Love and death, as exemplified in Moulin Rouge, are themselves romantically coupled. From well before the romantic period, we know that death had been one of the primary plot events in opera, and that male death (the death of the hero) had existed for some time as a theme of homoerotic intensity. But the death of an artist is perhaps specifically romantic since the (male) artist is the paradigmatic individual. The title of the Robin Williams’ film might well have been ‘The Dead Poets’ Fraternity’. Why, it seems necessary to ask, is a male literary figure (like Chatterton) more of a romantic figure in early/drug induced death than a woman? (The Sylvia Plath story is not really an exception to this since it has usually been cast as a gender and power struggle. Plath and Ted Hughes are bound together permanently like a soap version of Catherine and Heathcliff.)

In Australia you could contrast the reception of the deaths of two poets, Michael Dransfield and Vicki Viidikas. Dransfield’s figure, as it has been continually re-presented, is archly romantic: the poet who died young (partially) through drug use, whereas Viidikas could never escape the mundane squalor of her fate. She was ‘a junkie who once wrote poems’. There was no commercial spinoff after her death - Viidikas was not a prolific author though her work was highly regarded - and it may be some time before her poems appear in print again. On the other hand neither factual detail nor critical acumen were ever allowed to interfere with the myth at the heart of the Dransfield industry.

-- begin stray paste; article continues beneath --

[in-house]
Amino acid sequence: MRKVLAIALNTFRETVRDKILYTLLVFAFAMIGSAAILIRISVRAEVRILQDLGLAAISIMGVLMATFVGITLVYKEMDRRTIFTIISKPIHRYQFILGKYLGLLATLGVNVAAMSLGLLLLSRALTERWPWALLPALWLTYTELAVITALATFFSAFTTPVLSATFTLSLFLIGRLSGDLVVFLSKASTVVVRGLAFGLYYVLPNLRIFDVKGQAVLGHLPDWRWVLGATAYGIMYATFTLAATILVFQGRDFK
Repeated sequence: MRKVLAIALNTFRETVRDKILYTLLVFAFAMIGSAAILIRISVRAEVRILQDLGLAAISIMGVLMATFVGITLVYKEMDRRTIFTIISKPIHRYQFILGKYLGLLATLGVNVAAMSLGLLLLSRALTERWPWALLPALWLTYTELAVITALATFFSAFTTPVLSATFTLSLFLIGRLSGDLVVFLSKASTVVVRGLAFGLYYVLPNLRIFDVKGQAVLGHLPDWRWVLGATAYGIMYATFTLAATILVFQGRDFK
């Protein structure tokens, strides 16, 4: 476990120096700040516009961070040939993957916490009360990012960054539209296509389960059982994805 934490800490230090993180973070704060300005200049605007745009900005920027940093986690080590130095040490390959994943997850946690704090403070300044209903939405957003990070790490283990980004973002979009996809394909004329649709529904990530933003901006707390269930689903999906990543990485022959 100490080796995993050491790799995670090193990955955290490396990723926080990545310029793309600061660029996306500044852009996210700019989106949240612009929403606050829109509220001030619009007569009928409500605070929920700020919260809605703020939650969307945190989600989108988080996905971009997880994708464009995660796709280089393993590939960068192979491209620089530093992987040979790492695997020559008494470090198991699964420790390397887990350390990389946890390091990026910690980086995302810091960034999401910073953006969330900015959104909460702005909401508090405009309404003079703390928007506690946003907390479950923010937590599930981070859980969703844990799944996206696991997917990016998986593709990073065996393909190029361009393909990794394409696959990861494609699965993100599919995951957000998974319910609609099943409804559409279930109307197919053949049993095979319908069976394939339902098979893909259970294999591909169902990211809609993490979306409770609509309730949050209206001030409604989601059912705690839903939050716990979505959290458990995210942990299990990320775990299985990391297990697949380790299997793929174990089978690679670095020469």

Death is at once ‘natural’ (even when ‘unnatural’) and a removal from ‘nature’. This paradox is reflected in the philosophies of romanticism with its contradictory approaches to the idea of nature. What is the relationship between the two romantic discourses, of standing out from nature, of being ‘against nature’ and of being ‘at one with nature’? Both attitudes are observable in the visual arts: collage reconstructs the world, ‘action painting’ is ‘inside’ it (organic). (Perhaps the recent concern with appropriation echoes the ‘against nature’ discourse?) In social terms these two attitudes are represented by the dandy with a lobster on a leash and by the ‘natural man’ or ‘child of nature’ and the only hinge I can see here seems, once more, to be a notion of the individual, whether as agonist or as tranquil perceiver.

Both discourses are reflected in the self-representations of capitalism in its various historical phases. JK Huysmans’ championship of the dandy (in Against Nature) sounds like the early capitalism of mining tycoons with its conspicuous consumption (the mansion on the hill) and its view of the world at large as an obstacle or a ‘challenge’. Wordsworth’s attentions to nature sound like the corporate strategies of boardroom capitalism with its advertising logos assuring us that ‘we’re always a part of your life’, ‘we’re clean and green’ &c (the ruse of announcing how unobtrusive you are). Interestingly the ‘’, or third phase of capitalism brings back the capitalist as a kind of (bohemian) adventurer, this time involved in the romance of making (and losing) money that may only exist on screen.

There is an amusing passage in a coffee table book on Australia which appeared in the mid 1960s. The author of the written text, novelist George Johnston, then recently returned from the Greek islands, reflects on the mining and business boom of those years with an enthusiasm buoyed up by bad faith, turning the masters of all this economic expansion into the heroes; a metamorphosis that would not at the time have embarrassed them: